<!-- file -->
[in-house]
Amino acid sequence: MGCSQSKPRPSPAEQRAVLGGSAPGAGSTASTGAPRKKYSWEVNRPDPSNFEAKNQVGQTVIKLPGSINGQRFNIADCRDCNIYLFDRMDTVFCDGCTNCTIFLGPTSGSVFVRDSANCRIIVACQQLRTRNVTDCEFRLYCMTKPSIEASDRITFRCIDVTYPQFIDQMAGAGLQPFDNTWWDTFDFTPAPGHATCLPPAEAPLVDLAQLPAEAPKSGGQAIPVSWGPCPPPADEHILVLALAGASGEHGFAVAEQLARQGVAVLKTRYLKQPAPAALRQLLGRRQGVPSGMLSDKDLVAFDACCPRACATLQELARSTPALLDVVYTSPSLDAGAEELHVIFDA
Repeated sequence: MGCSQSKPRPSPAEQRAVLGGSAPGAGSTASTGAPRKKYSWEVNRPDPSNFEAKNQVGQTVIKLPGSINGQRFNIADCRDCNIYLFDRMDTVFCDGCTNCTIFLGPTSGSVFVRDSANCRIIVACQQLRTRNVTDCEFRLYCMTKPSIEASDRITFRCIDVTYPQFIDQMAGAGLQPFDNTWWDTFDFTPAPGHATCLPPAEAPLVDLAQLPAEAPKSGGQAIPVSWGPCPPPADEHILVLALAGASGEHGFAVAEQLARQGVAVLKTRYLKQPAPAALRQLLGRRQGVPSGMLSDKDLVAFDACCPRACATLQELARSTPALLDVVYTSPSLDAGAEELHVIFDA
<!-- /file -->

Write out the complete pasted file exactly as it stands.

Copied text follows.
[in-house]
Amino acid sequence: MGCSQSKPRPSPAEQRAVLGGSAPGAGSTASTGAPRKKYSWEVNRPDPSNFEAKNQVGQTVIKLPGSINGQRFNIADCRDCNIYLFDRMDTVFCDGCTNCTIFLGPTSGSVFVRDSANCRIIVACQQLRTRNVTDCEFRLYCMTKPSIEASDRITFRCIDVTYPQFIDQMAGAGLQPFDNTWWDTFDFTPAPGHATCLPPAEAPLVDLAQLPAEAPKSGGQAIPVSWGPCPPPADEHILVLALAGASGEHGFAVAEQLARQGVAVLKTRYLKQPAPAALRQLLGRRQGVPSGMLSDKDLVAFDACCPRACATLQELARSTPALLDVVYTSPSLDAGAEELHVIFDA
Repeated sequence: MGCSQSKPRPSPAEQRAVLGGSAPGAGSTASTGAPRKKYSWEVNRPDPSNFEAKNQVGQTVIKLPGSINGQRFNIADCRDCNIYLFDRMDTVFCDGCTNCTIFLGPTSGSVFVRDSANCRIIVACQQLRTRNVTDCEFRLYCMTKPSIEASDRITFRCIDVTYPQFIDQMAGAGLQPFDNTWWDTFDFTPAPGHATCLPPAEAPLVDLAQLPAEAPKSGGQAIPVSWGPCPPPADEHILVLALAGASGEHGFAVAEQLARQGVAVLKTRYLKQPAPAALRQLLGRRQGVPSGMLSDKDLVAFDACCPRACATLQELARSTPALLDVVYTSPSLDAGAEELHVIFDA